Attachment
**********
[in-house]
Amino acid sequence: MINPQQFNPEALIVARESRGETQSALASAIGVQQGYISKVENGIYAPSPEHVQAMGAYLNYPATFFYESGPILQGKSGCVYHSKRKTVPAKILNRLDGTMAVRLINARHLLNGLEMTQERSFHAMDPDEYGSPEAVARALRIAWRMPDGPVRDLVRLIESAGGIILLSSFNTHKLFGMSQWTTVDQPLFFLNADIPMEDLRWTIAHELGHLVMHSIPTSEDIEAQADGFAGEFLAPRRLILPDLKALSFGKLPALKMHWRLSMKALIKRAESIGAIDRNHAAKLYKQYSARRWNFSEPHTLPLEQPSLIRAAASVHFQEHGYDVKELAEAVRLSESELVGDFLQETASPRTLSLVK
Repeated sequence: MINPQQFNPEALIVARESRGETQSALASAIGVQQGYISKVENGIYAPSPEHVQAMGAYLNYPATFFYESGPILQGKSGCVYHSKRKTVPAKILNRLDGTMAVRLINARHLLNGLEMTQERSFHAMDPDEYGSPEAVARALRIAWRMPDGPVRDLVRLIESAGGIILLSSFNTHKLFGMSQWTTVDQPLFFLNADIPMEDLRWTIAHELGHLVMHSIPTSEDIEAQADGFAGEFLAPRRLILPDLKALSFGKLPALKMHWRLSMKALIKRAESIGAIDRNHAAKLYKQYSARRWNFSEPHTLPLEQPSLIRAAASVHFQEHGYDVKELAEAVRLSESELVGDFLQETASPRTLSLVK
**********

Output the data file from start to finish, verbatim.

[in-house]
Amino acid sequence: MINPQQFNPEALIVARESRGETQSALASAIGVQQGYISKVENGIYAPSPEHVQAMGAYLNYPATFFYESGPILQGKSGCVYHSKRKTVPAKILNRLDGTMAVRLINARHLLNGLEMTQERSFHAMDPDEYGSPEAVARALRIAWRMPDGPVRDLVRLIESAGGIILLSSFNTHKLFGMSQWTTVDQPLFFLNADIPMEDLRWTIAHELGHLVMHSIPTSEDIEAQADGFAGEFLAPRRLILPDLKALSFGKLPALKMHWRLSMKALIKRAESIGAIDRNHAAKLYKQYSARRWNFSEPHTLPLEQPSLIRAAASVHFQEHGYDVKELAEAVRLSESELVGDFLQETASPRTLSLVK
Repeated sequence: MINPQQFNPEALIVARESRGETQSALASAIGVQQGYISKVENGIYAPSPEHVQAMGAYLNYPATFFYESGPILQGKSGCVYHSKRKTVPAKILNRLDGTMAVRLINARHLLNGLEMTQERSFHAMDPDEYGSPEAVARALRIAWRMPDGPVRDLVRLIESAGGIILLSSFNTHKLFGMSQWTTVDQPLFFLNADIPMEDLRWTIAHELGHLVMHSIPTSEDIEAQADGFAGEFLAPRRLILPDLKALSFGKLPALKMHWRLSMKALIKRAESIGAIDRNHAAKLYKQYSARRWNFSEPHTLPLEQPSLIRAAASVHFQEHGYDVKELAEAVRLSESELVGDFLQETASPRTLSLVK